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Victoria (state)

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Victoria (state)

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Victoria [1] is the southernmost of the eastern mainland states of Australia. The state is roughly triangular in shape. New South Wales lies to the north / north-east, with the Murray River forming most of the boundary between the two states. South Australia lies to the west and the southern coast forms the other side of the triangle. Melbourne, the state capital and largest city, is nestled on Port Phillip Bay in the center of the southern coast.


Twelve Apostles on the Great Ocean Road

Cities and Towns


Penguin procession and Phillip Island


Other destinations



Time Zone

Victoria keeps the time as New South Wales and Tasmania, and is always half an hour ahead of South Australia.

Standard time is 10 hours ahead of GMT and summer time (from the first Sunday of October to the first Sunday of April) is 11 hours ahead.

Get in

By car

Victoria has good cross border road connections into its neighbouring states. The main routes from the north are the Princes Highway following the coast and entering the state near Genoa, the Hume Highway from Sydney entering the state at Wodonga, the Newell Highway entering the state near Shepparton and being the main route from Brisbane, and the Sturt and Silver City Highways entering at Mildura. From the west, the Princes Highway is again the coastal route, and the Western Highway the more direct route.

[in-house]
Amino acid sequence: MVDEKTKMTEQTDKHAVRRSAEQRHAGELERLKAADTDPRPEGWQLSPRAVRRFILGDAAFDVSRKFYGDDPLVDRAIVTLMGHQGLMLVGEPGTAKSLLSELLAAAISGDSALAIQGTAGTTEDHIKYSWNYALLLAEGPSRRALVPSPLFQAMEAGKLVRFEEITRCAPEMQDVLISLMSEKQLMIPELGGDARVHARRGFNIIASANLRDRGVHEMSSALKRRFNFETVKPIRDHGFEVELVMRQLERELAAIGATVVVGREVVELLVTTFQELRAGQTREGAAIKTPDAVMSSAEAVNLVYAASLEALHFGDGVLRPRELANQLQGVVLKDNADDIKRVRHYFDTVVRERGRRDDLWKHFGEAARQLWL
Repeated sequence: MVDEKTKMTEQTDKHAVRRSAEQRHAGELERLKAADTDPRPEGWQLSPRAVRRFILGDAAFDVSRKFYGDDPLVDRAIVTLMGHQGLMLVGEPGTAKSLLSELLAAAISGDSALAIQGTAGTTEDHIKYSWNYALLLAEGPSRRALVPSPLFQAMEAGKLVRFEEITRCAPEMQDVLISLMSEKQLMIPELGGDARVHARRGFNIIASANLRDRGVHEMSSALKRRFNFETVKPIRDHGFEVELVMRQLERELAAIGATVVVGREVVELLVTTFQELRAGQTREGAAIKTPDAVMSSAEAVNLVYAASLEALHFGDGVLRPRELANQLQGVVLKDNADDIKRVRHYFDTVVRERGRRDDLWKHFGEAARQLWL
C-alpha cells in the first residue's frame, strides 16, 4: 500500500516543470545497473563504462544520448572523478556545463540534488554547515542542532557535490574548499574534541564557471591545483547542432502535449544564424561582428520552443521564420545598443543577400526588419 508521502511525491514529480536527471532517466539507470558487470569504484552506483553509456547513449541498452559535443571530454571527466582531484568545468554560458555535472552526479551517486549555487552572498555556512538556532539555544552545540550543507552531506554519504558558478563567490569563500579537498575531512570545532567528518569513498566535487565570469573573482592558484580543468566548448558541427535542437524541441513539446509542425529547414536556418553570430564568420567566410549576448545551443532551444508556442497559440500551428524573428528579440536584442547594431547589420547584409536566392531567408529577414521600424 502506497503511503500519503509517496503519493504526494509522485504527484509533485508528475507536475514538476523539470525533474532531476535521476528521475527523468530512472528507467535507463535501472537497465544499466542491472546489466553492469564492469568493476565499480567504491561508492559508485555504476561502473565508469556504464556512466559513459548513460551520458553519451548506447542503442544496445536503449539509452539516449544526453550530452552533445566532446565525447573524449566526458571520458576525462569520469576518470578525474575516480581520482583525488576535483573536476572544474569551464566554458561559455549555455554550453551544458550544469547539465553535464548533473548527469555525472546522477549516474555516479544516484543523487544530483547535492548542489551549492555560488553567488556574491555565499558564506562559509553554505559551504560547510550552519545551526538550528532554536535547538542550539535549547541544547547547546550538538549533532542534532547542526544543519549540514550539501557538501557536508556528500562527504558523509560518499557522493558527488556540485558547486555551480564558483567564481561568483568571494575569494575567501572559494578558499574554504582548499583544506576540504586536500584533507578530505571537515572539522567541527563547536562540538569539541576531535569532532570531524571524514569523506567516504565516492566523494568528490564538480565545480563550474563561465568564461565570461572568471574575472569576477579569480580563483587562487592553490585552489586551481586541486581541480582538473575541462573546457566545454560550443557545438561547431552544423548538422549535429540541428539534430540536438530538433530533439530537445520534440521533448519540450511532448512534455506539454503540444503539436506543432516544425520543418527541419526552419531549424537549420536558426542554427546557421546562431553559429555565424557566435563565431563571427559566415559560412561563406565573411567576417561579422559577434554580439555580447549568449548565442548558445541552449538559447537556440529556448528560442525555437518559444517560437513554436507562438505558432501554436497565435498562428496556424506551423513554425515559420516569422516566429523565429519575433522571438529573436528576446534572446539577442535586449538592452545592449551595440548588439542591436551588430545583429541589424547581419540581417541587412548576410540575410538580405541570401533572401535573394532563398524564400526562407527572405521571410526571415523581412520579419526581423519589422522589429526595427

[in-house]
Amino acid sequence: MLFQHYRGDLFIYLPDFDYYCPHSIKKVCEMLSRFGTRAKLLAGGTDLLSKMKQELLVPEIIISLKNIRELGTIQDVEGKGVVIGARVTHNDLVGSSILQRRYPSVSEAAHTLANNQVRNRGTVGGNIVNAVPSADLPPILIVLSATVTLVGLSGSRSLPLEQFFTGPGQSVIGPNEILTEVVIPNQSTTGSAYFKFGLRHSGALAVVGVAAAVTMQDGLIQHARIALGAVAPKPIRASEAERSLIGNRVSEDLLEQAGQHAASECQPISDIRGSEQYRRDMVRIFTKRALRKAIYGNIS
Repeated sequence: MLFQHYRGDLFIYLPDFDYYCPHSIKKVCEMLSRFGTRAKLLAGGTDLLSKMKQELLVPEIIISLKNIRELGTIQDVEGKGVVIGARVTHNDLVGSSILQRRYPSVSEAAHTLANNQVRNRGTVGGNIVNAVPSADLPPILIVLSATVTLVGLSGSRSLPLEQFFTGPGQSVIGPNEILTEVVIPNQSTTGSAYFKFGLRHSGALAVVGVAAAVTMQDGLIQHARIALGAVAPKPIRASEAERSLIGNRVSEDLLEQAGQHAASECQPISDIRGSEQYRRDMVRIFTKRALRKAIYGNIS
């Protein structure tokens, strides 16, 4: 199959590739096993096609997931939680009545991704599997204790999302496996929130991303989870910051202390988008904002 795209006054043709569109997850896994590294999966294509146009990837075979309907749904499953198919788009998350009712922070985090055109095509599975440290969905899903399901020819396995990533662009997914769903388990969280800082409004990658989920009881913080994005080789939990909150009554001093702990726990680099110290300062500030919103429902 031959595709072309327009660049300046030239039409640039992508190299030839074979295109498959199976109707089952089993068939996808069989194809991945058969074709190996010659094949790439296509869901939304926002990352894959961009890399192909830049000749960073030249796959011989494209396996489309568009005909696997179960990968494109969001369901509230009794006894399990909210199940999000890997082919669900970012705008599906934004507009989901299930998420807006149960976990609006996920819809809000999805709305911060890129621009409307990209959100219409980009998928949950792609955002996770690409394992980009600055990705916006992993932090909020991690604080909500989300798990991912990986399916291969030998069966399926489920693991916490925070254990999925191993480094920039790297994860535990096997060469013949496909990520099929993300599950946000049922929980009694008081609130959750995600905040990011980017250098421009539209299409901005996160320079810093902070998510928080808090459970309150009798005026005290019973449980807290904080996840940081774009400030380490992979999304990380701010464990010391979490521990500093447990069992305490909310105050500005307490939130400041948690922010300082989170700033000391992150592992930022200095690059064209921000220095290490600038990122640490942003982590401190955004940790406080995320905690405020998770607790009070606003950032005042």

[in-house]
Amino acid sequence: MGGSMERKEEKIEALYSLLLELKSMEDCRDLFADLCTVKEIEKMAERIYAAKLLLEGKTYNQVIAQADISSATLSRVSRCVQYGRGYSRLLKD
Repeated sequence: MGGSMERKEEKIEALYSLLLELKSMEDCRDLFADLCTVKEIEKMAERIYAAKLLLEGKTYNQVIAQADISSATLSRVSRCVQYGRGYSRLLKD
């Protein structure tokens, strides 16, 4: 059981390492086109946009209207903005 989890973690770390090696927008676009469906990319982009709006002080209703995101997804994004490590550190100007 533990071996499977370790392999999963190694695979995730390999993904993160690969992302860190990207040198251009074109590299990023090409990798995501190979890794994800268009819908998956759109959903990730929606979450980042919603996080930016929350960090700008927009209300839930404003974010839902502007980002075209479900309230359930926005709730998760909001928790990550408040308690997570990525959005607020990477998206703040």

It is around 6 hours from Sydney to the Victorian border along the Hume Highway, and another 3-4 hours from there into Melbourne.

By plane

Melbourne is the main entry point to Victoria by air and has direct flights to all Australian capital cities, and many international destinations.

By boat

Get around

By car

Touring Victoria by car is a straightforward and practical way of seeing the state. Distances between towns tend not to be as great as in other states, and it is unusual to drive for more than a couple of hours without passing through a small town. Victoria has the most developed road network of any state of Australia, and most towns are accessible without using dirt of gravel roads. Roads are indicated as motorways, A, B or C roads, but in general there is no need to avoid a C road if it clearly provides the quickest trip to where you want to go.

By public transport

The state rail company, V/Line [2] provides rail services within the state, and connecting coach services to the towns that the railway line no longer reaches to.

V/Line train services operate to and from Melbourne on the Geelong line in the south-west, Ballarat in western Victoria, Bendigo, Swan Hill and Echuca in the north, Seymour and Wodonga in the north-east, and Sale, Traralgon, and Bairnsdale in the state's east.

Melbourne has an integrated bus, tram and train network, described at the Metlink website. [3]. Many other larger towns have buses servicing the towns. See the local guides.


Melbourne, The Great Ocean Road. The Alpine Regions of Beechworth and Bright. The Mornington Peninsula and Phillip Island penguins.




Get out

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